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The demand for youth: implications for the hours volatility puzzle

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Author Info

  • Nir Jaimovich
  • Seth Pruitt
  • Henry E. Siu

Abstract

The employment and hours worked of young individuals fluctuate much more over the business cycle than those of prime-aged individuals. Understanding the mechanism underlying this observation is key to explaining the volatility of aggregate hours over the cycle. We argue that the joint behavior of age-specific hours and wages in the U.S. data point to differences in the cyclical characteristics of labor demand. To articulate this view, we consider a production technology displaying capital-experience complementarity. We estimate the key parameters governing the degree of complementarity and show that the model can account for the behavior of age-specific hours and wages while generating a series of aggregate hours that is nearly as volatile as output.

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Bibliographic Info

Paper provided by Board of Governors of the Federal Reserve System (U.S.) in its series International Finance Discussion Papers with number 964.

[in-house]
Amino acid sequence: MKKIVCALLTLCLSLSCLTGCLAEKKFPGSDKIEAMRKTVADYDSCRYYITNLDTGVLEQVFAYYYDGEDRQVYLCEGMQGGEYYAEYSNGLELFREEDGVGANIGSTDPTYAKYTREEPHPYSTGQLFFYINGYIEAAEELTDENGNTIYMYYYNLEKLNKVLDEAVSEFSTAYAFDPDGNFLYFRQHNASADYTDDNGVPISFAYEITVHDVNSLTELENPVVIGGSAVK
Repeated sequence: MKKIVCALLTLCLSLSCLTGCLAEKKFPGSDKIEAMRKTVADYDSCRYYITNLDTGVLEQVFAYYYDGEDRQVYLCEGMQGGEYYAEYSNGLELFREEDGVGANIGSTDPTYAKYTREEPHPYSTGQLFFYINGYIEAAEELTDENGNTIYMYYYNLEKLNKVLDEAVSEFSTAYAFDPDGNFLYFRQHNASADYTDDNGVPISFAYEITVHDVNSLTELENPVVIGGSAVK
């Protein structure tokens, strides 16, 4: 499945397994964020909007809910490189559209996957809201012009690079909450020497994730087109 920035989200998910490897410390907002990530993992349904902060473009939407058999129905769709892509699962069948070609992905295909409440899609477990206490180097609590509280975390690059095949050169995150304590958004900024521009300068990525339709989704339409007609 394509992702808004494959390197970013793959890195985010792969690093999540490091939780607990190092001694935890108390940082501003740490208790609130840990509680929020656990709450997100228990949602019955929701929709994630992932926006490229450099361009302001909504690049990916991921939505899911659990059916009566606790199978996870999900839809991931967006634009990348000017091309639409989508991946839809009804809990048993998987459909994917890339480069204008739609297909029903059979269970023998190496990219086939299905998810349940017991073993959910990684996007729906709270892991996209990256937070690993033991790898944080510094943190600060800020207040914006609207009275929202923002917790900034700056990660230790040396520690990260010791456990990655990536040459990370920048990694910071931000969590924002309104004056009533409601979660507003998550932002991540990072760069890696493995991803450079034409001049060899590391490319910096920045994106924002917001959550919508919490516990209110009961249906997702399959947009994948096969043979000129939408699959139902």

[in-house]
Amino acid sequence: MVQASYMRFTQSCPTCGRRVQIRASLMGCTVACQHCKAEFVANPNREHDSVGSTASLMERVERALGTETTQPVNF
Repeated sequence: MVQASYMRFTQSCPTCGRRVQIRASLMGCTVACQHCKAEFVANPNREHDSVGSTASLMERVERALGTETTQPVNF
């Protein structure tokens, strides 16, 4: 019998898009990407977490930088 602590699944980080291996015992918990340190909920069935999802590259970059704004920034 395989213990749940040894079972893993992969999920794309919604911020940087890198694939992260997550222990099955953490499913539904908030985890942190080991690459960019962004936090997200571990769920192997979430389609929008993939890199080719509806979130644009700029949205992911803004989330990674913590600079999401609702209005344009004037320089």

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Date of creation: 2009
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Handle: RePEc:fip:fedgif:964

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Keywords: Business cycles ; Hours of labor;

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References

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  1. Rui Castro & Daniele Coen-Pirani, . "Why Have Aggregate Skilled Hours Become So Cyclical Since the Mid 1980s?," GSIA Working Papers 2006-E27, Carnegie Mellon University, Tepper School of Business.
  2. Rogerson, Richard, 1988. "Indivisible labor, lotteries and equilibrium," Journal of Monetary Economics, Elsevier, vol. 21(1), pages 3-16, January.
  3. Per Krusell & Lee E. Ohanian & Jose-Victor Rios-Rull & Giovanni L. Violante, 1997. "Capital-skill complementarity and inequality: a macroeconomic analysis," Staff Report 239, Federal Reserve Bank of Minneapolis.
  4. Marianne Baxter & Robert G. King, 1999. "Measuring Business Cycles: Approximate Band-Pass Filters For Economic Time Series," The Review of Economics and Statistics, MIT Press, vol. 81(4), pages 575-593, November.
  5. Christiano, Lawrence J & Eichenbaum, Martin, 1992. "Current Real-Business-Cycle Theories and Aggregate Labor-Market Fluctuations," American Economic Review, American Economic Association, vol. 82(3), pages 430-50, June.
  6. Cragg, John G. & Donald, Stephen G., 1993. "Testing Identifiability and Specification in Instrumental Variable Models," Econometric Theory, Cambridge University Press, vol. 9(02), pages 222-240, April.
  7. Gary D. Hansen & Selo Imrohoroglu, 2007. "Business Cycle Fluctuations and the Life Cycle: How Important is On-The-Job Skill Accumulation?," NBER Working Papers 13603, National Bureau of Economic Research, Inc.
  8. Robert G. King & Sergio T. Rebelo, 2000. "Resuscitating Real Business Cycles," NBER Working Papers 7534, National Bureau of Economic Research, Inc.
  9. Paul Gomme & Richard Rogerson & Peter Rupert & Randall Wright, 2005. "The Business Cycle and the Life Cycle," NBER Chapters, in: NBER Macroeconomics Annual 2004, Volume 19, pages 415-592 National Bureau of Economic Research, Inc.